Well it's about time they've figured this out!
A recent British study has concluded that exercise doesn't prevent obesity. Instead, obesity prevents exercise.
I've often said that this was probably true, especially when thin people smugly suggested that if only everyone would run like they did, there would be no "obesity epidemic."
I've suggested to these thin people that they should try running with an extra 100 pounds strapped to their body in the form of water-filled balloons that bounced up and down as they ran. Needless to say, they didn't follow my suggestion.
When you're thin, something like running can be fun. When you're fat and everything jiggles when you run, it's not much fun. It can even be painful. Have you ever noticed that champion female runners tend not to be D-cup people?
But society seems to have a strong need for moral censure and wants to believe that thin people are virtuous and thin because they exercise and fat people are lazy and fat because they don't. Now one study, at least, suggests that this isn't true.
This study, called the EarlyBird study and published in the Archives of Disease in Childhood, showed that weight and exercise were related. But physical activity had no effect on weight changes. Instead, weight gain led to less activity.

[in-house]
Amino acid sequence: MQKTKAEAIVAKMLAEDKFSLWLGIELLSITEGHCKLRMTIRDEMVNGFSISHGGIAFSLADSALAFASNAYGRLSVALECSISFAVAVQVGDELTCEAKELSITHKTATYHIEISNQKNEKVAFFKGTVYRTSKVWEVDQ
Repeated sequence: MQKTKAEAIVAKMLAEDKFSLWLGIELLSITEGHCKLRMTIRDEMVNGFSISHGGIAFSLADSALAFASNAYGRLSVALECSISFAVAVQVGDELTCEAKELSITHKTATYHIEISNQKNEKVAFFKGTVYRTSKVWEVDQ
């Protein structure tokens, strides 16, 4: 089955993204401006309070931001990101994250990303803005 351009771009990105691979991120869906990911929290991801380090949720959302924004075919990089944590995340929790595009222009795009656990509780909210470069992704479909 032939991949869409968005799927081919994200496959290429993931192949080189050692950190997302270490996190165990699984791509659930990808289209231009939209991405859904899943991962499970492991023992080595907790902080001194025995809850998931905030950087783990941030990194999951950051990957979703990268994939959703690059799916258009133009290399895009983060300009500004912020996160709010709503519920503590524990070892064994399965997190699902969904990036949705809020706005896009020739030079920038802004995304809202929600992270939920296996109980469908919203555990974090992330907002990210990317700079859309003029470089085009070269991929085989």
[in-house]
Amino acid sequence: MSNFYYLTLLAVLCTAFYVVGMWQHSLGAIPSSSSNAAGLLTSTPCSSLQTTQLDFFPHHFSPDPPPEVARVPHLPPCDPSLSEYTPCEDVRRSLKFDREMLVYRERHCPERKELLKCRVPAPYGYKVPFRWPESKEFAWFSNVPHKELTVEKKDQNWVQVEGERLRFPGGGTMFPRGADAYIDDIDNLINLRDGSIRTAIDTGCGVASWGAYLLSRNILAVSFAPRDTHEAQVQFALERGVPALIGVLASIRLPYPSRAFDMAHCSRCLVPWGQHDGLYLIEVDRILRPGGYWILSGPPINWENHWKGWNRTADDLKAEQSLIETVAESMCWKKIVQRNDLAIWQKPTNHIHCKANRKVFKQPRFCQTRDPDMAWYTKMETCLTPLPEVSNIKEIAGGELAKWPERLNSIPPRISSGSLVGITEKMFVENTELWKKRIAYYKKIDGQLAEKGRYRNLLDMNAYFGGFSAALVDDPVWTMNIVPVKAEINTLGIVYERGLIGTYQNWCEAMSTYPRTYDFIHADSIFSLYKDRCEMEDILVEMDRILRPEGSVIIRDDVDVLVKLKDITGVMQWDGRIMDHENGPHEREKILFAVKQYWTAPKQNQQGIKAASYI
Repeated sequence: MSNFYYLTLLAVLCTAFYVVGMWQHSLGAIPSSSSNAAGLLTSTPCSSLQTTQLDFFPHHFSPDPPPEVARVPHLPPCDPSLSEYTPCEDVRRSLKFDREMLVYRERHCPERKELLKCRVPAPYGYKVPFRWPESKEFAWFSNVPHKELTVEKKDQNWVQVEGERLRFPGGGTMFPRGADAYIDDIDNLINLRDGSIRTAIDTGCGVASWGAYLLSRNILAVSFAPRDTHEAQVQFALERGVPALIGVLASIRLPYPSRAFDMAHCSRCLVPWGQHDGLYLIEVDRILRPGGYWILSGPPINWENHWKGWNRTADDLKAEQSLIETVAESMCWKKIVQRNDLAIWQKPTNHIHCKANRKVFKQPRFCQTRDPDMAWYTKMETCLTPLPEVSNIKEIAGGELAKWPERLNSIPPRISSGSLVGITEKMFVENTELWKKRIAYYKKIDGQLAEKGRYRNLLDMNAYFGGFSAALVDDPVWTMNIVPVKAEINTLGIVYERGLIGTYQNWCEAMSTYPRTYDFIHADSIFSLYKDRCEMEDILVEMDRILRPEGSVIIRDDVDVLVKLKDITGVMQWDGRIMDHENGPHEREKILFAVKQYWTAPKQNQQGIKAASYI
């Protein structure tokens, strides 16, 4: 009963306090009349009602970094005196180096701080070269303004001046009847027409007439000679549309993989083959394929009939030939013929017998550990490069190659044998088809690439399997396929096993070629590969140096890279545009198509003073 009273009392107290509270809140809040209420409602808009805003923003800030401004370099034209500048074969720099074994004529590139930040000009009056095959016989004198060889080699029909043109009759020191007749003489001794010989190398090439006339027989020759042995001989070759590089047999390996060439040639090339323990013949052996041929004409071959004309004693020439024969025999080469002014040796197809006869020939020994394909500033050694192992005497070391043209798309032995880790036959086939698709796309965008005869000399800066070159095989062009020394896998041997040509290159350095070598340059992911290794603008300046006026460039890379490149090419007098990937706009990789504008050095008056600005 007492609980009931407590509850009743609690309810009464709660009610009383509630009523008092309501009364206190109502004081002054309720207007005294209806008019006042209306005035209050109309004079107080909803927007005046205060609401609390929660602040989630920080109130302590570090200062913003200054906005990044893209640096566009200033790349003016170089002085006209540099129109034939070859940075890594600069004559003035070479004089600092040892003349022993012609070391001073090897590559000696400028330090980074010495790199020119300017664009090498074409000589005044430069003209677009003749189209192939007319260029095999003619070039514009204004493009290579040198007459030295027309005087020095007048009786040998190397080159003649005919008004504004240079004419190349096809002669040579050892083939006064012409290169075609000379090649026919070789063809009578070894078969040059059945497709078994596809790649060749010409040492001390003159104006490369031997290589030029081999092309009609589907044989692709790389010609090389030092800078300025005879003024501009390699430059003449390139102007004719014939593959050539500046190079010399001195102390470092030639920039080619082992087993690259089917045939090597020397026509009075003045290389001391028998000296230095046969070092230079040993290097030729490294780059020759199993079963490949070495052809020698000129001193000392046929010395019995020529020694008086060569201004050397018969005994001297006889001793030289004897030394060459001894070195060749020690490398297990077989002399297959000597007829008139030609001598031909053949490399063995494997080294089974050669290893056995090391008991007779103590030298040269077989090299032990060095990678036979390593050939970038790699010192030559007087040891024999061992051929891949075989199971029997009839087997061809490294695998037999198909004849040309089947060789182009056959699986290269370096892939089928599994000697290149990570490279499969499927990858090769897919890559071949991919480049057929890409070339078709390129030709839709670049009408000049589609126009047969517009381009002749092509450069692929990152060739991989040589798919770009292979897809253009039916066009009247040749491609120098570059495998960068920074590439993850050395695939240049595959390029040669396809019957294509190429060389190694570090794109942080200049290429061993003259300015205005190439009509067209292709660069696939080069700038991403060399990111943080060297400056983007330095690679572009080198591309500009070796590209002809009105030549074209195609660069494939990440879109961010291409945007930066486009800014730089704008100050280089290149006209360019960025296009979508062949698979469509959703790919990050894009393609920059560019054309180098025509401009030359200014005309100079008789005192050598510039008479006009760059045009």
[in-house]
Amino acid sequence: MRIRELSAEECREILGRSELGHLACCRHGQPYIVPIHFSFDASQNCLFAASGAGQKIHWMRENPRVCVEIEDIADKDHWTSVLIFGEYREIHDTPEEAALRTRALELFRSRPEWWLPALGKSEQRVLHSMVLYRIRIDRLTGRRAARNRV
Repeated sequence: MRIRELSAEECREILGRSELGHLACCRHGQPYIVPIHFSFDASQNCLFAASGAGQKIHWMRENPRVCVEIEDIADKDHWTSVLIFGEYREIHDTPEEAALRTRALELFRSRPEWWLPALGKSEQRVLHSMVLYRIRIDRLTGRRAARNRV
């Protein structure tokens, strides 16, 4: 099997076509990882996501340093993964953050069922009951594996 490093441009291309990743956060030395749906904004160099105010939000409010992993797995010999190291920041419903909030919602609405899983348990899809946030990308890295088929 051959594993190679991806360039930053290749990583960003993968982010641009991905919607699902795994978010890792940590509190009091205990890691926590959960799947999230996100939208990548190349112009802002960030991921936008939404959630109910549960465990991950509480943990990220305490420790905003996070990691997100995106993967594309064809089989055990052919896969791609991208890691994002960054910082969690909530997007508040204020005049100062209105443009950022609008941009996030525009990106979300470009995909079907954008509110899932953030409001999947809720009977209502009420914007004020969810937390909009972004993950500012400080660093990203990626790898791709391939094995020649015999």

I think there are a lot of other cases in which it's clear that two things are related, but we sometimes assign the cause to the wrong factor.
For example, does weight gain cause insulin resistance or does insulin resistance cause weight gain?
Does diabetes cause cardiovascular problems or do cardiovascular problems cause diabetes?
Do high blood cholesterol levels cause metabolic problems or do metabolic problems cause high blood cholesterol levels?
Sometimes, reversing a generally accepted cause-and-effect can lead to solutions that wouldn't have been thought of if we kept thinking in old, worn-out ways.
Published On: July 16, 2010